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There is a common phenomenon in legal disputes over the value of something, be it a company, a piece of land, or a person’s expected lifetime earnings. Each side hires an “expert” who produces an estimate based on some kind of model. And miraculously, every single time, the expert for the party that wants a higher number comes up with a high number, while the expert for the party that wants a lower number comes up with a low number. No one is surprised by this.
Yesterday, the Federal Reserve posted the results of the latest periodic bank stress tests mandated by the Dodd-Frank Act. For these tests, the Fed comes up with various scenarios of how things could go badly in the economy, and the goal is to see how banks’ income statements and balance sheets would respond. The key metrics are the banks’ capital ratios; the goal is to identify if, in bad states of the world, the banks would still remain solvent. If not, the banks won’t be allowed to do things that reduce their capital ratios today, like paying dividends or buying back stock.
For the most part, the results look pretty good: capital levels even under the severely adverse scenario should remain above the levels reached during the 2008–2009 crisis. (Of course, there are several huge caveats here. You have to believe: first, that the scenarios are sufficiently pessimistic; second, that the banks’ current financials are accurately represented; third, that the model is sensible; and fourth, that the capital levels set by current law are high enough.)
But there’s something else going on here. As part of the stress testing routine, each bank is supposed to do its own simulation of how it would respond to the scenarios specified by the Fed, using its own internal model. And—surprise, surprise!—the banks virtually uniformly predict that they will do better than the Fed.
At the high end, Goldman Sachs and Citigroup predict that they would have capital levels 3.9 and 3.0 percentage points, respectively, higher than expected by the Federal Reserve. Since the Fed predicted minimum Tier 1 capital levels for these two banks of 6.8 and 7.0 percent, those are huge differences: 57 percent higher for Goldman and 41% higher for Citi. The other four big banks also claimed their capital levels would be 0.2 to 2.6 percentage points higher than in the Fed’s model.
Now if everyone were being above board here, the expected difference between the banks’ estimates and the Fed’s estimates should be zero. But of course that’s not the case. Banks do things to make money, and in this exercise their goal is to make the case that they can get by with less rather than more capital. There are honest differences of opinion on how to model things, but you can systematically make plausible choices that produce higher rather than lower numbers. And that’s almost certainly what’s going on. Which means that the banks’ estimates aren’t worth the electrons who died (OK, not literally) sending them to you across the Internet.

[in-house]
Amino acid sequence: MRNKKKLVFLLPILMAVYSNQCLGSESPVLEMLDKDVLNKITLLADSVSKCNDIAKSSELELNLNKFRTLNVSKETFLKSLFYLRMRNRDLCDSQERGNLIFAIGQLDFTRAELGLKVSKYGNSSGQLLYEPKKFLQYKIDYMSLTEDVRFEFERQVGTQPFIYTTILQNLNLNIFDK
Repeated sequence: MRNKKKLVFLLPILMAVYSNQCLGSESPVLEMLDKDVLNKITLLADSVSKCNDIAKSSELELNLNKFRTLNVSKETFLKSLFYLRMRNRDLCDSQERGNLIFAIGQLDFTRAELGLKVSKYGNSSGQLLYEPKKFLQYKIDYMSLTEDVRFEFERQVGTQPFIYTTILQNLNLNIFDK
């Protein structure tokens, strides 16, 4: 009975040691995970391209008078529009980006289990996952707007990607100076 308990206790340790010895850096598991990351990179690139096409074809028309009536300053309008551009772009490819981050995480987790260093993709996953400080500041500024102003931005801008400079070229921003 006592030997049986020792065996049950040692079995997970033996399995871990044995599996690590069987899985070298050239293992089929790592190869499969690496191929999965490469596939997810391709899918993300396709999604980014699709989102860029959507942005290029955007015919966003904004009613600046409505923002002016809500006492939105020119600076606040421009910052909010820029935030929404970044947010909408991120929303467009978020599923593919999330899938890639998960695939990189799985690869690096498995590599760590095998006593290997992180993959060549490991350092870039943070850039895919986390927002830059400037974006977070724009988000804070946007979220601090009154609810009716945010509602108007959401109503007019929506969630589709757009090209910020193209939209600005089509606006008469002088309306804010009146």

But, you may be thinking, isn’t the Federal Reserve systematically trying to produce low numbers? Not necessarily. The Fed’s incentive in the first instance isn’t to force banks to maintain more capital; it’s to make sure that banks are holding the right amount of capital. The Fed is supposed to protect the financial system and ensure economic growth, so if you believe in the capital-growth tradeoff, the Fed doesn’t have an incentive to force banks to hold lots of capital. (And if you don’t believe in it, then you should already agree with Admati and Hellwig that every bank should have lots more capital.) In other words, Fed economists don’t make any more money by arguing that banks need more capital.
Although there’s no a priori reason why the Fed as an institution would want banks to hold more capital, it’s also possible that the specific people at the Fed do think that banks should be holding more capital, and they are using the stress tests as a backdoor way to push that agenda. But if that’s the case, there’s another, more powerful tool they should be using: they should be boosting the leverage ratio (which, counterintuitively, is measured as equity over assets, not debt over equity).
Finally, this whole thing proves a point that I argued a long time ago: capital doesn’t exist as an object in the world. It’s inherently probabilistic, since it is based off of the values of things whose value depends on unknown probability distributions. That’s why it’s possible for Goldman to argue with a straight face that its capital will be 57 percent higher in some state of the world than the Federal Reserve thinks it will be. And that’s why, if you’re counting on capital requirements to protect the financial system from disaster, you had better err far on the side of safety.